The peace process carried out with the FARC eleven years ago has been called a failure because the media turned it into a carnival, a circus of news. But in doing so, it uncovered the FARC — in the eyes of Colombians as well as the international community — as the hypocrites they are: while the FARC talked peace to the negotiators and to the media, they were building up militarily and rounding up their militias. (Incidentally, last time around, there was a demilitarized zone given to the FARC as a concession for peace talks, and many of the minors who lived in this DMZ were forcibly recruited into the FARC.) The peace process may have failed in 2002 but Colombians discerned who the FARC really are; the FARC ceased being an enigma.
This time around, during the FARC-government peace talks currently being held in Havana, the government has decided to act tight-lipped about any aspect of the negotiations. To me, this is worrisome.
Respected journalist Maria Isabel Rueda asked the heads of Colombia’s most watched and most circulated media for their opinions.
I agree with Alejandro Santos Rubino, the editor-in-chief of Semana newsmagazine. Alejandro said, “About the peace process, the more information there is, and the more opinions and points of view, the peace process becomes more legitimate. For society to assimilate what is at play in the negotiations, it is absolutely essential to have fluid and permanent information.”
Rodrigo Pardo García-Peña, the director of RCN News, had a similar view. He said, “ .. the government has to explain to the public what is happening. .. The government has opted for not giving any information … and that is very risky. Come tomorrow, there will be an accord that has to do with the participation of the FARC in politics, with some accords about land reform which affect many people who have not prepared for such news.”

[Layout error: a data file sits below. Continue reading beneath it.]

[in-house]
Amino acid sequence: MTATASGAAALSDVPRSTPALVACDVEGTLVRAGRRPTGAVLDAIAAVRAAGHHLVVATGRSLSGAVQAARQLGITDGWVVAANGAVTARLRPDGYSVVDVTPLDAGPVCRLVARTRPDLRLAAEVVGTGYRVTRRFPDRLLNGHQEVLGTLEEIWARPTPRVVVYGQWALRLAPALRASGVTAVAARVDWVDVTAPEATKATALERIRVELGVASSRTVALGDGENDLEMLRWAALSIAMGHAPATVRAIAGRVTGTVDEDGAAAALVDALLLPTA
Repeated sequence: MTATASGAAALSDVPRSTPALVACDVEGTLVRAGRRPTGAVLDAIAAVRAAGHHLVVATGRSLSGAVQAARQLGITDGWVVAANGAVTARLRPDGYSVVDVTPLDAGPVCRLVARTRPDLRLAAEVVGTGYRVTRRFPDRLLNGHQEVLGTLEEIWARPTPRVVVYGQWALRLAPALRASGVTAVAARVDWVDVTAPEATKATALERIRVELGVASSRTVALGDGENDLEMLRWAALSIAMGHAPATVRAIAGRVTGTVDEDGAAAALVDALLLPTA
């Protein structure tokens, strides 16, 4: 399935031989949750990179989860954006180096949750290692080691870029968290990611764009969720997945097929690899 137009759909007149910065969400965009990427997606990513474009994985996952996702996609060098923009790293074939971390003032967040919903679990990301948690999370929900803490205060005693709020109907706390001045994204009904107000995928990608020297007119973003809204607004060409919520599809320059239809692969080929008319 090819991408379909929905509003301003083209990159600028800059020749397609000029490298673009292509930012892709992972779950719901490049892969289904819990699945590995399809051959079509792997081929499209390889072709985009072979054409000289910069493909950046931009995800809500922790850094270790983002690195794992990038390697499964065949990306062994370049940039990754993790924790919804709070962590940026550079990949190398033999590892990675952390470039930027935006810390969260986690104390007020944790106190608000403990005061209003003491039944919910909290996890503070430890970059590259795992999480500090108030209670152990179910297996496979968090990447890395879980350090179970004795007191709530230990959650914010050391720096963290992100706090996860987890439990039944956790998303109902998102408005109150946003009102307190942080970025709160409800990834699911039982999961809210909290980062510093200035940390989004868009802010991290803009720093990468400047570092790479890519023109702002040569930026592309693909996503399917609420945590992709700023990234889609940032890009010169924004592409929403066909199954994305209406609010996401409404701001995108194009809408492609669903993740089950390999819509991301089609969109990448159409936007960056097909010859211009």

Further, Sebastián Hiller, the director of Vanguardia Liberal, a regional newspaper, added that there have been great rumors and speculations in the rural zones among the people who will be affected.
But the words of Martha Ortiz, the director of El Colombiano newspaper, are puzzling to me. Martha said, “… A negotiation of this kind is not for everybody to have an opinion. ..”
Whaaat? Are we not building a democracy in the true sense of the word? Dearest, Martha, what is next?– Will the vote for women be revoked? Will there only be the white males allowed to have opinions? — For the fact is the government’s negotiators are all white males. There are no representatives of Afro-Colombians, Indigenous, women, or the poor. Looking closely, there are no representatives of unions.
The words of Roberto Pombo, the director El Tiempo newspaper, also send a shiver up my spine. He said “ .. I am not worried about what is being given (to the FARC) because we are in the hands of serious people. … ”
As “serious people” as Roberto Pombo thinks the government negotiators are, they do not represent me. They do not represent the families of victims of the FARC. What chaos will happen if the FARC are given impunity, and the country has no say?
The words of Martha Ortiz and Roberto Pombo show Colombia has a long way to go on the path to peace. The media are part of the institutions I hope to one day see strong and respected in Colombia, but if the very people whose job would be to strengthen the media feel it’s more their place to act with prudence (read: shut up), Colombia will continue on its path of violence.
The government needs to recognize the media are part of a democracy, and the government needs to give more information in order to legitimize and facilitate the peace process and make it inclusive to all members of society.